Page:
“In addition to our concern about the impact external entities have in shaping the research and communication agenda of our universities, we are cognizant that senior campus administrators and faculty leaders could be working more effectively to ensure that their own campus policies are aligned with professed campus norms. Some examples of how we might do more to influence campus behaviors include:

  • Encouraging faculty members to retain enough rights in their published intellectual property that they can share it with colleagues and students, deposit it in open access repositories, and repurpose it for future research.
  • Ensuring that promotion and tenure review are flexible enough to recognize and reward new modes of communicating research outcomes.
  • Ensuring that our own university presses and scholarly societies are creating models of scholarly publishing that unequivocally serve the research and educational goals of our universities, and/or the social goals of our communities.
  • Encouraging libraries and faculty to work together to assess the value of purchased or licensed content, and the appropriate terms governing its use.”

Read more:
Inside Higher Ed


Introducing Altmetrics: Scholars look for new ways to measure the impact of research

A recent article in the Chronicle of Higher Education (link below) describes efforts to measure the impact of research beyond traditional citation analysis. In addition to measuring the impact of scholarly publications (who cites whom), altmetrics tries to tap into the buzz of scholarly conversation on social media sites such as Twitter and reference-sharing communities such as Mendeley and Zotero. The full article is available here:


Open access might not be the real issue issue for the future of research communication

Dr. David Rosenthal, engineer and co-creater of LOCKSS (Lots of Copies Keep Stuff Safe) recently spoke on the topic of Open Access at the University of British Columbia.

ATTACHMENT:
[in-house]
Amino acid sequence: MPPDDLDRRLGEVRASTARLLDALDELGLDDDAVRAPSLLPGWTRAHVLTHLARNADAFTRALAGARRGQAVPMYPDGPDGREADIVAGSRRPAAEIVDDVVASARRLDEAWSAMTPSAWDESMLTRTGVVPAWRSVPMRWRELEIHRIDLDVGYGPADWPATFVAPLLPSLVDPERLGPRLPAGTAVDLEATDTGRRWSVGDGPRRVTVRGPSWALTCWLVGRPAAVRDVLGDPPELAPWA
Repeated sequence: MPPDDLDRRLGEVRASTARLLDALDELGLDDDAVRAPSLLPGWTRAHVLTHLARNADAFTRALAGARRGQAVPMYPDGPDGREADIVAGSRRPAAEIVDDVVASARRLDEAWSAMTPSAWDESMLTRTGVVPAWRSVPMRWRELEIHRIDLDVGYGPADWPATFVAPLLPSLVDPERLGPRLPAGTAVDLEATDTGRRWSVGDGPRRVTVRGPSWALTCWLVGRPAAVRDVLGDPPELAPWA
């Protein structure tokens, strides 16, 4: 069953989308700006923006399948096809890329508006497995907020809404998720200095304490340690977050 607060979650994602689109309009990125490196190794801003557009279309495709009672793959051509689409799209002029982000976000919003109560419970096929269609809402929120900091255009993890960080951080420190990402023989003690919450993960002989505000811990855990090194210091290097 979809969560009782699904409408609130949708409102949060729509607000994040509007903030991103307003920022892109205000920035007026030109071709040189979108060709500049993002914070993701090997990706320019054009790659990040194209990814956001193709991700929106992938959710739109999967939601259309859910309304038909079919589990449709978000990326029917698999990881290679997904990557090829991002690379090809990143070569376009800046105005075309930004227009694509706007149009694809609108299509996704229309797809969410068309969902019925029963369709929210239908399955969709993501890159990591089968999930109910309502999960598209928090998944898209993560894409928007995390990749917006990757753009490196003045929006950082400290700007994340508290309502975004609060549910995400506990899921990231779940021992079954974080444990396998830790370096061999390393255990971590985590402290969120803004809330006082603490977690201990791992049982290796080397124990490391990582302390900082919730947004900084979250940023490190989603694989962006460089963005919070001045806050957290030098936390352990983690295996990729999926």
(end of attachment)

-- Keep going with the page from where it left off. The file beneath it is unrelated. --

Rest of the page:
He choseto look at five audiences where OA may have an effect: general public, researchers, libraries, publishers, and software developers.  He discusses his thoughts on peer-review or in his opinion bad peer-reviewing and whether or not open access increases or decreases bad research publishing; the creation of the big deal journal bundling by publishers to fight off the cost decrease due to the transition to Web publishing and lack of library initiative to fight off the big deals; and how the increase of OA data versus OA articles might be more beneficial for researchers.  Essentially, he believes a combination of reducing publication costs, finding new technology driven publishing models, less restrictions on intellectual property and publishing of better quality articles may be the issues that face the future of research and that OA may just be a way to work on those real issues.

The full transcript of this talk can be found on his blog:


OA week continues: Michael Eisen on PLoS One’s success

PLoS One, an author-pays open access journal, has achieved great success while offering a new model for peeer review and rapid publication. It is tied for second among journals in frequency of publication by Iowa authors, and comes in third for number of citations to articles published by Iowa researchers. Michael Eisen in this blog post comments on its success and the imitators it has spawned in its wake:

“So it has given me considerable pleasure to watch, over the past year or so, as one traditional publisher after another has responded to the smashing success of PLoS One by launching direct ripoffs that seek to capitalize on the business model we have established.”

See “PLoS Won” 

Clones mentioned by Eisen include: